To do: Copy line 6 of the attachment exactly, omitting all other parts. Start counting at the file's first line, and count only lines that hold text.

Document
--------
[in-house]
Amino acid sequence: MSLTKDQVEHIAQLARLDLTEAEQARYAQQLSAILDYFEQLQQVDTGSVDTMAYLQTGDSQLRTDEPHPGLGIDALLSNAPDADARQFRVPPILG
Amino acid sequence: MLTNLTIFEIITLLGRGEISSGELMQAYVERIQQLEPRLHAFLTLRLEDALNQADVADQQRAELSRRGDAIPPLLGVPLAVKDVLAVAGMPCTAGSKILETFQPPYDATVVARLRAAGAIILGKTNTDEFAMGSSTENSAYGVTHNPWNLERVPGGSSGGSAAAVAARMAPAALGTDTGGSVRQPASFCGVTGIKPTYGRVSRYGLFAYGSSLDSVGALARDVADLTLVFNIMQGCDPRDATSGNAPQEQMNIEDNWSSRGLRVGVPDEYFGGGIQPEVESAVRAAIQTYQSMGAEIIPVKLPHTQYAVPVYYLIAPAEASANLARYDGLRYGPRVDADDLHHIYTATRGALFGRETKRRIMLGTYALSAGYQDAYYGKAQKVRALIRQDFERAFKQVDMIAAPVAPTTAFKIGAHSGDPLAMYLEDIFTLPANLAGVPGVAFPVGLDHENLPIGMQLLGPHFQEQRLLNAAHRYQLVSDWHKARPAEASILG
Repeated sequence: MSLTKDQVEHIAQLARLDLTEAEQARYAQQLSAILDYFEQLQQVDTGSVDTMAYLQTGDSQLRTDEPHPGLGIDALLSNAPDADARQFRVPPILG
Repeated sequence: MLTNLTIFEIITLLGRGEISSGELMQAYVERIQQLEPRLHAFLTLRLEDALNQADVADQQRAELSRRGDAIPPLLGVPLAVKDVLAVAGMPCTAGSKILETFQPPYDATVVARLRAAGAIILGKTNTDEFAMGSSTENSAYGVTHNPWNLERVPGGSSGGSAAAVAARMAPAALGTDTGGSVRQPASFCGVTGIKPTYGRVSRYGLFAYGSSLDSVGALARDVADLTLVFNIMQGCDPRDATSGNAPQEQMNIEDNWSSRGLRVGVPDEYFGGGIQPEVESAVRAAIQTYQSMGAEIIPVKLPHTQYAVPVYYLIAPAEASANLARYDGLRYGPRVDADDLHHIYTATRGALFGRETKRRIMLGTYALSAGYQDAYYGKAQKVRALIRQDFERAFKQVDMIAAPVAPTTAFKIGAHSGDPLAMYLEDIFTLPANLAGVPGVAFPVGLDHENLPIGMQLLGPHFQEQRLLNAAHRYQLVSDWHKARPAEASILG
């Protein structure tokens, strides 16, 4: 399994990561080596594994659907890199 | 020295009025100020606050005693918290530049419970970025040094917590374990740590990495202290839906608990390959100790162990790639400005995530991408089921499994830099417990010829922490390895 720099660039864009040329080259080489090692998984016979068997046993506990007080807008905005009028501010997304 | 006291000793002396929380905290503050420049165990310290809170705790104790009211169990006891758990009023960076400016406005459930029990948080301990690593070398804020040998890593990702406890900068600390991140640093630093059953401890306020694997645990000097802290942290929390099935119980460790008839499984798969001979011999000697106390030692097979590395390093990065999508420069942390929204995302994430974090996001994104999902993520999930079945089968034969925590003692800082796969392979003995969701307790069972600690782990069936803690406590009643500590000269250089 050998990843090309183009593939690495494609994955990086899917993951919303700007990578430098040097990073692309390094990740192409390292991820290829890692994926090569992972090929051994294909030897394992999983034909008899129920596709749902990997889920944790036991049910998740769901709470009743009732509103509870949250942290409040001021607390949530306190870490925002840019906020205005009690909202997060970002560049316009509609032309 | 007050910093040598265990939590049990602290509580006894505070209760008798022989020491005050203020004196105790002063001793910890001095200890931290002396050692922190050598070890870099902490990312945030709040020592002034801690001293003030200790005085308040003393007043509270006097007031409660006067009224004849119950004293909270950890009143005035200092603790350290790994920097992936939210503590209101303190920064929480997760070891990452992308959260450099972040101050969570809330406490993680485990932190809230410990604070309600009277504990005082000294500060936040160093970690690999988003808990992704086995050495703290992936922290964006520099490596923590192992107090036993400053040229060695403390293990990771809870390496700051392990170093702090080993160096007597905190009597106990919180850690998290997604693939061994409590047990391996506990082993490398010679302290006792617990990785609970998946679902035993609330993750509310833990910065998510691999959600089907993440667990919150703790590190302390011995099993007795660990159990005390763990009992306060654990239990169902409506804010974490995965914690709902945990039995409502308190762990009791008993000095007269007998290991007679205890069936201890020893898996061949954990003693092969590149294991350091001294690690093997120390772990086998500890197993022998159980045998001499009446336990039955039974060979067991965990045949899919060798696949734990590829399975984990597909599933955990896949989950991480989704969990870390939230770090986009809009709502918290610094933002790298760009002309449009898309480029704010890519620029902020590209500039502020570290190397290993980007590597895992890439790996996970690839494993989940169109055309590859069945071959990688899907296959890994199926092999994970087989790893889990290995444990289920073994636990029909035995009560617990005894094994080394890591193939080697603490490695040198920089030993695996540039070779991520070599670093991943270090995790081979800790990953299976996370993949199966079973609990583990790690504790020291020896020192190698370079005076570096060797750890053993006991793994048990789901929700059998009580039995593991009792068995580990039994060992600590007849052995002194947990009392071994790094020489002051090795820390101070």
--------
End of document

């Protein structure tokens, strides 16, 4: 399994990561080596594994659907890199 | 020295009025100020606050005693918290530049419970970025040094917590374990740590990495202290839906608990390959100790162990790639400005995530991408089921499994830099417990010829922490390895 720099660039864009040329080259080489090692998984016979068997046993506990007080807008905005009028501010997304 | 006291000793002396929380905290503050420049165990310290809170705790104790009211169990006891758990009023960076400016406005459930029990948080301990690593070398804020040998890593990702406890900068600390991140640093630093059953401890306020694997645990000097802290942290929390099935119980460790008839499984798969001979011999000697106390030692097979590395390093990065999508420069942390929204995302994430974090996001994104999902993520999930079945089968034969925590003692800082796969392979003995969701307790069972600690782990069936803690406590009643500590000269250089 050998990843090309183009593939690495494609994955990086899917993951919303700007990578430098040097990073692309390094990740192409390292991820290829890692994926090569992972090929051994294909030897394992999983034909008899129920596709749902990997889920944790036991049910998740769901709470009743009732509103509870949250942290409040001021607390949530306190870490925002840019906020205005009690909202997060970002560049316009509609032309 | 007050910093040598265990939590049990602290509580006894505070209760008798022989020491005050203020004196105790002063001793910890001095200890931290002396050692922190050598070890870099902490990312945030709040020592002034801690001293003030200790005085308040003393007043509270006097007031409660006067009224004849119950004293909270950890009143005035200092603790350290790994920097992936939210503590209101303190920064929480997760070891990452992308959260450099972040101050969570809330406490993680485990932190809230410990604070309600009277504990005082000294500060936040160093970690690999988003808990992704086995050495703290992936922290964006520099490596923590192992107090036993400053040229060695403390293990990771809870390496700051392990170093702090080993160096007597905190009597106990919180850690998290997604693939061994409590047990391996506990082993490398010679302290006792617990990785609970998946679902035993609330993750509310833990910065998510691999959600089907993440667990919150703790590190302390011995099993007795660990159990005390763990009992306060654990239990169902409506804010974490995965914690709902945990039995409502308190762990009791008993000095007269007998290991007679205890069936201890020893898996061949954990003693092969590149294991350091001294690690093997120390772990086998500890197993022998159980045998001499009446336990039955039974060979067991965990045949899919060798696949734990590829399975984990597909599933955990896949989950991480989704969990870390939230770090986009809009709502918290610094933002790298760009002309449009898309480029704010890519620029902020590209500039502020570290190397290993980007590597895992890439790996996970690839494993989940169109055309590859069945071959990688899907296959890994199926092999994970087989790893889990290995444990289920073994636990029909035995009560617990005894094994080394890591193939080697603490490695040198920089030993695996540039070779991520070599670093991943270090995790081979800790990953299976996370993949199966079973609990583990790690504790020291020896020192190698370079005076570096060797750890053993006991793994048990789901929700059998009580039995593991009792068995580990039994060992600590007849052995002194947990009392071994790094020489002051090795820390101070």